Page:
POLITICIAN

José María Velasco Ibarra

1893 - 1979

José María Velasco Ibarra

José María Velasco Ibarra (March 19, 1893 – March 30, 1979) was an Ecuadorian politician. He became president of Ecuador five times, in 1934–1935, 1944–1947, 1952–1956, 1960–1961, and 1968–1972, and only in 1952–1956 did he complete a full term. Read more on Wikipedia

Since 2007, the English Wikipedia page of José María Velasco Ibarra has received more than 86,029 page views. His biography is available in 25 different languages on Wikipedia making him the 8,887th most popular politician.

Memorability Metrics

  • 86k

    Page Views (PV)

  • 51.29

    Historical Popularity Index (HPI)

  • 25

    Languages Editions (L)

  • 1.82

    Effective Languages (L*)

  • 4.26

    Coefficient of Variation (CV)

Page views of José María Velasco Ibarras by language


Among POLITICIANS

Among politicians, José María Velasco Ibarra ranks 8,844 out of 14,801Before him are John the Cappadocian, Phoenix, Fuad Chehab, Indravarman I, Nikolay Raevsky, and Kazys Grinius. After him are Mitso Asen of Bulgaria, Joseph Lancaster, Ion G. Duca, Salonia Matidia, Nicholas Aylward Vigors, and Joseph Deiss.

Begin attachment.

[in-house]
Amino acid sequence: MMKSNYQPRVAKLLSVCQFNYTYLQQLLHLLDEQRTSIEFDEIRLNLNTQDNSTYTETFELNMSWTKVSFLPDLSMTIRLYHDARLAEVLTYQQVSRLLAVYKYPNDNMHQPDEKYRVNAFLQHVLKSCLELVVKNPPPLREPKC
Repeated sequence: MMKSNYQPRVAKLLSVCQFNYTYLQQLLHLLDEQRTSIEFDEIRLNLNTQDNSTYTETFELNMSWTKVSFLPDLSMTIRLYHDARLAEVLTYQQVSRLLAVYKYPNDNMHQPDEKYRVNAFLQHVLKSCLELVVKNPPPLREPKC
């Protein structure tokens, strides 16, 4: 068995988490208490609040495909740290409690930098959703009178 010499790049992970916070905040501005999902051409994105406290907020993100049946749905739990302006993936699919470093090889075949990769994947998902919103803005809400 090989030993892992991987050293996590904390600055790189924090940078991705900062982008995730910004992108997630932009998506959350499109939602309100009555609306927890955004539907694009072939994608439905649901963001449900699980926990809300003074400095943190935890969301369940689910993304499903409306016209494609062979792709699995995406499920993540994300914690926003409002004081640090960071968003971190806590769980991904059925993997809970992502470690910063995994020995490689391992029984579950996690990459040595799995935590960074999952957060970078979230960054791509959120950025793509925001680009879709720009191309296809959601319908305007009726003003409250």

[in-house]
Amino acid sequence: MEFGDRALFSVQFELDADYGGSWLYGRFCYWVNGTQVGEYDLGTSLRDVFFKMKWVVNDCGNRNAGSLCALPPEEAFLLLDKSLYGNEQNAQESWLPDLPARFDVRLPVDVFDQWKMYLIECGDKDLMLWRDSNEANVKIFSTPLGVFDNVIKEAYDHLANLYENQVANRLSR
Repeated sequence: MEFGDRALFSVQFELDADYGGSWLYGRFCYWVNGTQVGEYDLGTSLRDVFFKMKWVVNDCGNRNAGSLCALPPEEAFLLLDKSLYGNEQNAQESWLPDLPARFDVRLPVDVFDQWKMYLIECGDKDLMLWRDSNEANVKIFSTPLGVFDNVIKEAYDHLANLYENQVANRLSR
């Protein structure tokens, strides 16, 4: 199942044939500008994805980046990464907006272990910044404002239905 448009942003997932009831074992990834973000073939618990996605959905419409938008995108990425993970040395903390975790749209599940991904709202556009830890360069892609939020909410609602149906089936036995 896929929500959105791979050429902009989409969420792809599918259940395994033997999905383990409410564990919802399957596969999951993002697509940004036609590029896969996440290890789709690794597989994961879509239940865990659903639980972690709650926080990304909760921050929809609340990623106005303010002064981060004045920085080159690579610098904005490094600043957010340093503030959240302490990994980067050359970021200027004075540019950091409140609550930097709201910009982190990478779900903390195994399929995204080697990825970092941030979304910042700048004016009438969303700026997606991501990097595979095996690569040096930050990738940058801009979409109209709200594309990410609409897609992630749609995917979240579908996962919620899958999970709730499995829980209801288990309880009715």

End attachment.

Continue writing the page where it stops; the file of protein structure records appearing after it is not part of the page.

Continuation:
Most Popular Politicians in Wikipedia

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Contemporaries

Among people born in 1893, José María Velasco Ibarra ranks 107Before him are Ralph Linton, Carlo Emilio Gadda, Raymond Dart, Jorge Guillén, Armand Călinescu, and Meghnad Saha. After him are Mikheil Gelovani, Farabundo Martí, Charlotte Bühler, Edsel Ford, Bugs Moran, and Luigi Carlo Borromeo. Among people deceased in 1979, José María Velasco Ibarra ranks 87Before him are Marcel L'Herbier, Ahmad Zahir, James J. Gibson, Santos Urdinarán, Morteza Motahhari, and Preguinho. After him are Arno Schmidt, Ita Rina, Vsevolod Bobrov, Helmut Hasse, Merle Oberon, and Ján Kadár.

Others Born in 1893

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Others Deceased in 1979

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In Ecuador

Among people born in Ecuador, José María Velasco Ibarra ranks 9 out of 78Before him are Lenín Moreno (1953), Manuela Sáenz (1797), Gabriel García Moreno (1821), Alfredo Palacio (1939), Eloy Alfaro (1842), and María Capovilla (1889). After him are Oswaldo Guayasamín (1919), Rodrigo Borja Cevallos (1935), Julio Jaramillo (null), José Joaquín de Olmedo (1780), León Febres Cordero (1931), and Jaime Roldós Aguilera (1940).